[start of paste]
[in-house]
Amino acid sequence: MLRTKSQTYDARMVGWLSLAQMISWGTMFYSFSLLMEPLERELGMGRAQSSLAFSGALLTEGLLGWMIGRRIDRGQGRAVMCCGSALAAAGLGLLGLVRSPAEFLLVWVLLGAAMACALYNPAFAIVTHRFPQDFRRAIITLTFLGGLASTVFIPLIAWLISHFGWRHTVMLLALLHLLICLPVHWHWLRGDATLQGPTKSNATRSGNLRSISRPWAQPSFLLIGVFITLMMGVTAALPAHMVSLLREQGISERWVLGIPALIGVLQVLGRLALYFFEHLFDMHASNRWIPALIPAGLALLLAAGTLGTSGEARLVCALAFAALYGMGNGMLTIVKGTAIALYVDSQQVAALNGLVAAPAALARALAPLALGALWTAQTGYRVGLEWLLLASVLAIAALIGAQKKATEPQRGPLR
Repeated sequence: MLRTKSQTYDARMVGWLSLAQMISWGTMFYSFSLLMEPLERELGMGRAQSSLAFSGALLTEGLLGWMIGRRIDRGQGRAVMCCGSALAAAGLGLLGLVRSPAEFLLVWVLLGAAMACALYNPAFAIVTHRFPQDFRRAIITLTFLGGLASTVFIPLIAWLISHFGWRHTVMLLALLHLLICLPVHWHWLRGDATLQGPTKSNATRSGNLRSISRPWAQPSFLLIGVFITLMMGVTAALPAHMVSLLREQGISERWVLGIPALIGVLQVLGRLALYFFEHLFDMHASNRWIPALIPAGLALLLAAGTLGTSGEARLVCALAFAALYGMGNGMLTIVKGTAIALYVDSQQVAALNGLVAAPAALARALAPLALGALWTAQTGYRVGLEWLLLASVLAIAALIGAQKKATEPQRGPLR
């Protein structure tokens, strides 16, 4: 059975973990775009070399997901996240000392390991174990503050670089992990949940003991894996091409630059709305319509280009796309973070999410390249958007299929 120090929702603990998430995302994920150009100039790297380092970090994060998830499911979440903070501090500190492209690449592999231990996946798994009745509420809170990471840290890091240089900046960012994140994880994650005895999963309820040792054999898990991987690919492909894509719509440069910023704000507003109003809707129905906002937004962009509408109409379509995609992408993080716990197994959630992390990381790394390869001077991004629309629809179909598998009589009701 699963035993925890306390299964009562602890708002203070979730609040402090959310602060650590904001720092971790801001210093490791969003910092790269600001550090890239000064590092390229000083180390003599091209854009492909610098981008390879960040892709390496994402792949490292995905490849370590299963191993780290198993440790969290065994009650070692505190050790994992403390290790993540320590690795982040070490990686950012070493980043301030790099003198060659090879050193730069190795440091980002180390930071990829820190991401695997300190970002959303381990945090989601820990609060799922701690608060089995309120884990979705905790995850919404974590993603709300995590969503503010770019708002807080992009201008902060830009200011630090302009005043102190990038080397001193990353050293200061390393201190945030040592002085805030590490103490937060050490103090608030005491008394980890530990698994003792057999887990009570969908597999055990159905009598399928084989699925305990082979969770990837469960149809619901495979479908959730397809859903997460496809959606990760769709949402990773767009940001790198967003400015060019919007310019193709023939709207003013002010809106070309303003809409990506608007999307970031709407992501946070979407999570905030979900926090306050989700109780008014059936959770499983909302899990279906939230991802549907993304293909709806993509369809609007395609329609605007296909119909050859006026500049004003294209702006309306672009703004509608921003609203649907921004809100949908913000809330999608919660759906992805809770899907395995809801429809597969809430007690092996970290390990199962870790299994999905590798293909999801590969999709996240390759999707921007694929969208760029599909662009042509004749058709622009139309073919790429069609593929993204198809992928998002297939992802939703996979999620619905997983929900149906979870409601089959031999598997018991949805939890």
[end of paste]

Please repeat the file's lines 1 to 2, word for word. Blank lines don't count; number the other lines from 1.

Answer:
[in-house]
Amino acid sequence: MLRTKSQTYDARMVGWLSLAQMISWGTMFYSFSLLMEPLERELGMGRAQSSLAFSGALLTEGLLGWMIGRRIDRGQGRAVMCCGSALAAAGLGLLGLVRSPAEFLLVWVLLGAAMACALYNPAFAIVTHRFPQDFRRAIITLTFLGGLASTVFIPLIAWLISHFGWRHTVMLLALLHLLICLPVHWHWLRGDATLQGPTKSNATRSGNLRSISRPWAQPSFLLIGVFITLMMGVTAALPAHMVSLLREQGISERWVLGIPALIGVLQVLGRLALYFFEHLFDMHASNRWIPALIPAGLALLLAAGTLGTSGEARLVCALAFAALYGMGNGMLTIVKGTAIALYVDSQQVAALNGLVAAPAALARALAPLALGALWTAQTGYRVGLEWLLLASVLAIAALIGAQKKATEPQRGPLR